As he got to Broadway, Montone found more people who were ready to talk.
“I was interviewing a woman when she screamed, ‘It’s coming down!’ In my mind’s eye, I thought of the building just toppling over,” Montone reflects. “I looked, it was a matter of a second, but it was kind of a whooshing sound. I can only say it was like being under a great wave, but it was dry. The building had just disintegrated.”
Montone, in an effort to get the story, was now completely covered in ash.
Following the collapse, Montone got pushed, by momentum from the crowd, into a building with an entrance on Broadway and Nassau Street.
As the building started to fill with the smokey toxins, people were coughing and choking. Montone finally emerged hoping to see the beautiful, sunny day.
“But what I saw instead reminded me of nuclear winter,” Montone recalls. “Ash was falling all over, and you couldn’t see the sky.”
That left everyone disoriented.
“People were walking around almost in circles, like they were lost, like they didn’t know where to go,” Montone says.
Still, with a job to do, it was at that time Montone realized the recent scrum left him without a tape recorder.
“I still have a story to tell here,” Montone recalls. “I tried to get a pay phone, [but] there were just lines [for] the pay phones.”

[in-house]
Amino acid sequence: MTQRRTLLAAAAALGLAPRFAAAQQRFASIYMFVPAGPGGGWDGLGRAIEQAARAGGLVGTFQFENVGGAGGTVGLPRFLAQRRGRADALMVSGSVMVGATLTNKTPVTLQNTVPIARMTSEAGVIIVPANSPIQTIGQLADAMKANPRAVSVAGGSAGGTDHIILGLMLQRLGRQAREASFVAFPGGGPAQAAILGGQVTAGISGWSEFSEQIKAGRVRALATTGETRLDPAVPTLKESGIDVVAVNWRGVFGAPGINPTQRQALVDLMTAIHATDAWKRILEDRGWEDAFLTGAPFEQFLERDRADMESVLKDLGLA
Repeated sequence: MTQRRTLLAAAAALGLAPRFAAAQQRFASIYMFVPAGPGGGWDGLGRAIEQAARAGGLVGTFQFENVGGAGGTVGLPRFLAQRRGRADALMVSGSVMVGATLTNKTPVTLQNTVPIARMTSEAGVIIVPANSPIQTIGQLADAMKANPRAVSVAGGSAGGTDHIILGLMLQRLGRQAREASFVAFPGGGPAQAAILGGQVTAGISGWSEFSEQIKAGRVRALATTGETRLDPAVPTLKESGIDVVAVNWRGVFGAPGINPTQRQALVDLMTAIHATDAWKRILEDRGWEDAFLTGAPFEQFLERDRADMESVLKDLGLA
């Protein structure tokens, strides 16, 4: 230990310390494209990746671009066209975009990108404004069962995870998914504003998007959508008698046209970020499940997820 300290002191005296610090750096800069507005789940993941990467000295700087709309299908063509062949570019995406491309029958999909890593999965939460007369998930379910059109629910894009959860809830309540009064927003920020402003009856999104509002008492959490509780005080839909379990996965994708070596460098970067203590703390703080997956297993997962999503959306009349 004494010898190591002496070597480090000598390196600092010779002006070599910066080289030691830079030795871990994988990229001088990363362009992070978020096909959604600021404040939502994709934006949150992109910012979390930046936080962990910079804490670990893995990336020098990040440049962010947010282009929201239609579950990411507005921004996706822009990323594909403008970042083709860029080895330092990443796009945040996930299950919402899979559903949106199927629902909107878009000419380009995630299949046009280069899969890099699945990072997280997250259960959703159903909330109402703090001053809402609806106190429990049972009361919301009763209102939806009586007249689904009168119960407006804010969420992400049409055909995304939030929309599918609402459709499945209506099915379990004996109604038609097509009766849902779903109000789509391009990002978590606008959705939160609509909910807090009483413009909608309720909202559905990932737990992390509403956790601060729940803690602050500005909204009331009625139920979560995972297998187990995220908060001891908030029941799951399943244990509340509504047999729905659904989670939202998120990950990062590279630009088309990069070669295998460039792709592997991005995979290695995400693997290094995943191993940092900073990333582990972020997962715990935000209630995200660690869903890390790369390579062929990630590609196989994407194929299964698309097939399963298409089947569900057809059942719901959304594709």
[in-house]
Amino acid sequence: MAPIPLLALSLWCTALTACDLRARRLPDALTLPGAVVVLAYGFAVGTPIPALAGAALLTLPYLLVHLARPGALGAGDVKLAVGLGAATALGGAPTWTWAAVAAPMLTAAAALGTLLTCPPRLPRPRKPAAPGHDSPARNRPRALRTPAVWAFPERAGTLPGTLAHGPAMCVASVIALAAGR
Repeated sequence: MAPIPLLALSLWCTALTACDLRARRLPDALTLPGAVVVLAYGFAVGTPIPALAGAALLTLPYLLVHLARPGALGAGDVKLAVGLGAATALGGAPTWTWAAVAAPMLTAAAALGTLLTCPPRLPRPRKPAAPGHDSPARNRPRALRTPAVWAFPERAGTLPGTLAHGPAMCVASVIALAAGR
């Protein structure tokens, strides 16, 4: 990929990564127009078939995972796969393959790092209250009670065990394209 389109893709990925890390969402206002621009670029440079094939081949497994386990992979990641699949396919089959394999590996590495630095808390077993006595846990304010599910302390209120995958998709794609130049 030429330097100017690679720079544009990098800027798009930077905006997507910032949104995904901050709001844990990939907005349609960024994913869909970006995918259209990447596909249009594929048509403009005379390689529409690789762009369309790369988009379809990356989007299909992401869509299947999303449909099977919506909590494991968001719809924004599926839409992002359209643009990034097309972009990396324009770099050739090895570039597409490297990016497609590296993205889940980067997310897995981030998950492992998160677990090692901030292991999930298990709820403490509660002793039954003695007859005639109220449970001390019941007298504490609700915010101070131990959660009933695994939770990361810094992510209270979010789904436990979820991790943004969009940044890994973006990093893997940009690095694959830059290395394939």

Montone, though, was beginning to suffer breathing problems.
On a nearby side street, Montone found his pay phone—or so he thought—in a Burger King.
“I was telling them who I was and why I needed a phone. The woman said, ‘Honey, you don’t need a phone, you need water,’” Montone says. “She made me drink the water and essentially throw all the stuff out of me.”
After cleansing himself, Montone began his quest for another pay phone. He connected with someone who worked at an office building near South Street. With an elusive phone in hand, Montone had another three or four live reports.
By that time, around 11:30 a.m., several reporters had joined WINS coverage.
“It was very tough for me to talk,” Montone says. “I had all this [stuff] in me that was still coming out.”
Montone says breathing problems persisted for some time after 9/11.
“I’m not sure. I’ve had some sinus issues; maybe it can be attributed to that,” Montone says. “I don’t know what the long term effects are. I guess I try not to think of it.”
The bigger issue for Montone was the emotional effects of dealing with that tragic day.
“[I’ve had] a lot of bad, bad dreams of planes hitting buildings,” Montone admits. “Waking up suddenly in the middle of the night went on for a few months.”
But another memory of that horrific day sticks with Montone 10 years later—those firefighters marching into the scorched towers.
“Because so many of them died, and I’ve met so many of their parents and their brothers over the years… These young guys, a few hours away from kissing their wives goodbye, their kids goodbye, probably with plans for the next day and the rest of their lives.”
Tomorrow, a pair of local cable TV reporters reflect on the chaos at ground zero.